By Jesper Kjoller
Header and other images by with additional images by Naim Chidiac
Deep pools are not a new idea. There are a few of them in Europe already and they offer divers an opportunity to train or to enjoy deeper dives in a controlled and safe environment. Exciting as these spots are, they are still essentially swimming pools with chlorinated water and white square tiles. The recent launch of Deep Dive Dubai completely changes the landscape. Never has an indoor diving facility provided so many compelling reasons to visit.
Dubai has a tradition for creating attractions and facilities that result from out-of-the-box thinking. As an example, the desert-bound Emirate obviously does not have any alpine skiing opportunities. So, Ski Dubai—an indoor ski slope—was developed. There were no safe road cycling opportunities, so over 200 kilometers of dedicated cycling tracks were built. Dubai also boasts an opera house and a Ferris-wheel larger than London Eye, not to mention the world’s tallest building, the Burj Khalifa. Dubai also has one of the most impressive and popular skydiving facilities globally and the world’s longest urban zipline. The examples of these “only in Dubai” wonders are endless, and they keep coming.
The Persian Gulf is a sandy and shallow basin and does not offer the most exciting diving, so in order to provide divers with reliable training opportunities, a 60 meter/196 ft pool was proposed as a new addition to the list of Dubai wonders. But, true to the Emirates’ inclination for extraordinary endeavors, the creators of Deep Dive Dubai decided to develop the idea a little further and give this project a unique Dubai spin.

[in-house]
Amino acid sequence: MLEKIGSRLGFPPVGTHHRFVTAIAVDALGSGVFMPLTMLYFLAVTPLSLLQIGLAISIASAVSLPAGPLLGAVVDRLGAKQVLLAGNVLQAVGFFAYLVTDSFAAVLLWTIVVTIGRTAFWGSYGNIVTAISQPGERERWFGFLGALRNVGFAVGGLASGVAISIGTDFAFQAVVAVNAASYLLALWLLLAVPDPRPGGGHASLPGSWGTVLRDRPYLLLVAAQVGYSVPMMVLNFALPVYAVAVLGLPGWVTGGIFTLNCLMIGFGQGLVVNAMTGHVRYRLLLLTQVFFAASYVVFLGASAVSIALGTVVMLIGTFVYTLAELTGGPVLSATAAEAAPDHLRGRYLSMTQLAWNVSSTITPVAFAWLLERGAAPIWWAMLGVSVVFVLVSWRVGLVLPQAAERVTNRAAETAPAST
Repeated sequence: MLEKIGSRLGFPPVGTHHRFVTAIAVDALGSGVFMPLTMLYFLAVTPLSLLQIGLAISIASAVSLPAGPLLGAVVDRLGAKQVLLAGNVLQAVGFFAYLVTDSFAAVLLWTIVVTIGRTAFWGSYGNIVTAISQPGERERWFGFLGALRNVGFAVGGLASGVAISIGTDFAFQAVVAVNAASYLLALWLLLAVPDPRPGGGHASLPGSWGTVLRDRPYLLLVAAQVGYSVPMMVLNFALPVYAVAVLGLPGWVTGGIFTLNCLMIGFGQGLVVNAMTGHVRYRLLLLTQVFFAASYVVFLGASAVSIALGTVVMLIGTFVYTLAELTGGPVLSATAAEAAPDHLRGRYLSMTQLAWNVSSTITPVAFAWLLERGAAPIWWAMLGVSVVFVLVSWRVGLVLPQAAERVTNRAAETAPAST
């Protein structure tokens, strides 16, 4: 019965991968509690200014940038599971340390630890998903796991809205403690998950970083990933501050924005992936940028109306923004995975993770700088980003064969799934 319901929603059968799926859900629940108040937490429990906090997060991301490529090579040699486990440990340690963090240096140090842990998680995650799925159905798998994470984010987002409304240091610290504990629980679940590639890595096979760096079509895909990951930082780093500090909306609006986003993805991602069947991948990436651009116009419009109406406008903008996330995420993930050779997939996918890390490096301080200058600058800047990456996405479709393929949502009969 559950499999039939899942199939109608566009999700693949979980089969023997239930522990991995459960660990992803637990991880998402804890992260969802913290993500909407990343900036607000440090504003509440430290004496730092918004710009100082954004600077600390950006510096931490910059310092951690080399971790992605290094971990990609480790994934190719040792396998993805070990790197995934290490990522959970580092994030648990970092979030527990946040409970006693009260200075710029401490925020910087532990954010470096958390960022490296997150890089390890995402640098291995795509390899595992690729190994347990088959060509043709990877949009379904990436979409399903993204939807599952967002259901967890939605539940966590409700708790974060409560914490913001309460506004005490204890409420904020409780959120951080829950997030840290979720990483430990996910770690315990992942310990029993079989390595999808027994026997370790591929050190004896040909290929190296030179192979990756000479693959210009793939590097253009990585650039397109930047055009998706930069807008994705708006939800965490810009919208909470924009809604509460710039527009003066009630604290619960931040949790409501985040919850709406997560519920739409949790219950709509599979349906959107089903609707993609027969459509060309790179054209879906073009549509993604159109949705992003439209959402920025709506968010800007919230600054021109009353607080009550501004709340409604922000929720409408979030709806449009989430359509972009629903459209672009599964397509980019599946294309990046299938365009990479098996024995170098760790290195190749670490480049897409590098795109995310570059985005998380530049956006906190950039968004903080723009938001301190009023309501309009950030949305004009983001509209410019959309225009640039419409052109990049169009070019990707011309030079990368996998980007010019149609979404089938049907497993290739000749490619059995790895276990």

An Underwater Metropolis
A 60 meter pool could have quickly become a somewhat dull and sterile environment unless a more creative approach were adopted. Numerous international design teams and professional theming companies explored ideas for something that would be unique and marvelous. The development team was expanded to include world-record-setting explorer and aquatic pioneer, Jarrod Jablonski, founder and president of Global Underwater Explorers (GUE). The design team wanted something that could engage a sense of fun, intrigue, and fantasy while recognizing the important role diving has played in the history of the UAE.
Recalling the importance of pearl diving in the development of both the region and international trade, Deep Dive Dubai was designed in the shape of an oyster. The pearl diving profession was once an essential trade for Dubai until Japan introduced industrial pearls some hundred years ago and strangled the pearling industry. Many Emirati families can trace their ancestry to a time when they were involved in the pearl trade. The design team finally landed on the idea of a sunken city, providing a surreal diving environment and nearly endless opportunities to develop unique and interactive spaces with the ability to change parts of the facility to keep the environment fresh and engaging.
Deep Dive Dubai is themed as a submerged metropolis intact with seminal city furniture such as lampposts, shopping carts, bicycles, billboards, ATMs, trash cans, phone booths, fire escape ladders, among other everyday objects from a modern metropolis. You get the picture. But you will not only be diving amongst urban artifacts. After an unknown post-apocalyptic incident eroded the city’s walls, you can explore a fully furnished apartment. The different rooms in the apartment are decorated with classic artwork on the walls, furniture, and toys. There is also a workshop with cars, motorbikes, arcade games, and much more.